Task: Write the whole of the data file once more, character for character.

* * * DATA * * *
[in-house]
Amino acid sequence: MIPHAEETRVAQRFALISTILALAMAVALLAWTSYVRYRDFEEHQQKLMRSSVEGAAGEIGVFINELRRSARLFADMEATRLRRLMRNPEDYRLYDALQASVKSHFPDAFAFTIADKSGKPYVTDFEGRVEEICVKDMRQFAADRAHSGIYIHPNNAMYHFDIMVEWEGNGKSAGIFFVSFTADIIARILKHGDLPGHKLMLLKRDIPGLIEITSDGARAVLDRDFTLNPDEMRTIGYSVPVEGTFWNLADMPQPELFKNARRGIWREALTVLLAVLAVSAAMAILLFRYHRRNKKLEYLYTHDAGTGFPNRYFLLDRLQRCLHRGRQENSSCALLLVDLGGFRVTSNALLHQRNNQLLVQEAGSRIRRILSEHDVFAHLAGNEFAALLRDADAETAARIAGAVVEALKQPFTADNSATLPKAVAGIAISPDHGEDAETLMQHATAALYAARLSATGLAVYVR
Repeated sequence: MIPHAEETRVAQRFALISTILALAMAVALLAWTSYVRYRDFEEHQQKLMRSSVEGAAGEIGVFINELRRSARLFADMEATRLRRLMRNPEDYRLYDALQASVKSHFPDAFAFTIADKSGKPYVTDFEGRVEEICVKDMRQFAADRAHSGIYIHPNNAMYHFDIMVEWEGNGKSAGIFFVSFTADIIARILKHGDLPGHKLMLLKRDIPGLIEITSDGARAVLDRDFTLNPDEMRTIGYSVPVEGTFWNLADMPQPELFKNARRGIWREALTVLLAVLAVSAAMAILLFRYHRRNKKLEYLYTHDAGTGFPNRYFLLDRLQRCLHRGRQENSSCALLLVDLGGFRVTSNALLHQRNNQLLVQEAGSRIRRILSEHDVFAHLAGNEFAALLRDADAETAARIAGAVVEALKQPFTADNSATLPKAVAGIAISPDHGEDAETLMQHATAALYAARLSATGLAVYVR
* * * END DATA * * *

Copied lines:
[in-house]
Amino acid sequence: MIPHAEETRVAQRFALISTILALAMAVALLAWTSYVRYRDFEEHQQKLMRSSVEGAAGEIGVFINELRRSARLFADMEATRLRRLMRNPEDYRLYDALQASVKSHFPDAFAFTIADKSGKPYVTDFEGRVEEICVKDMRQFAADRAHSGIYIHPNNAMYHFDIMVEWEGNGKSAGIFFVSFTADIIARILKHGDLPGHKLMLLKRDIPGLIEITSDGARAVLDRDFTLNPDEMRTIGYSVPVEGTFWNLADMPQPELFKNARRGIWREALTVLLAVLAVSAAMAILLFRYHRRNKKLEYLYTHDAGTGFPNRYFLLDRLQRCLHRGRQENSSCALLLVDLGGFRVTSNALLHQRNNQLLVQEAGSRIRRILSEHDVFAHLAGNEFAALLRDADAETAARIAGAVVEALKQPFTADNSATLPKAVAGIAISPDHGEDAETLMQHATAALYAARLSATGLAVYVR
Repeated sequence: MIPHAEETRVAQRFALISTILALAMAVALLAWTSYVRYRDFEEHQQKLMRSSVEGAAGEIGVFINELRRSARLFADMEATRLRRLMRNPEDYRLYDALQASVKSHFPDAFAFTIADKSGKPYVTDFEGRVEEICVKDMRQFAADRAHSGIYIHPNNAMYHFDIMVEWEGNGKSAGIFFVSFTADIIARILKHGDLPGHKLMLLKRDIPGLIEITSDGARAVLDRDFTLNPDEMRTIGYSVPVEGTFWNLADMPQPELFKNARRGIWREALTVLLAVLAVSAAMAILLFRYHRRNKKLEYLYTHDAGTGFPNRYFLLDRLQRCLHRGRQENSSCALLLVDLGGFRVTSNALLHQRNNQLLVQEAGSRIRRILSEHDVFAHLAGNEFAALLRDADAETAARIAGAVVEALKQPFTADNSATLPKAVAGIAISPDHGEDAETLMQHATAALYAARLSATGLAVYVR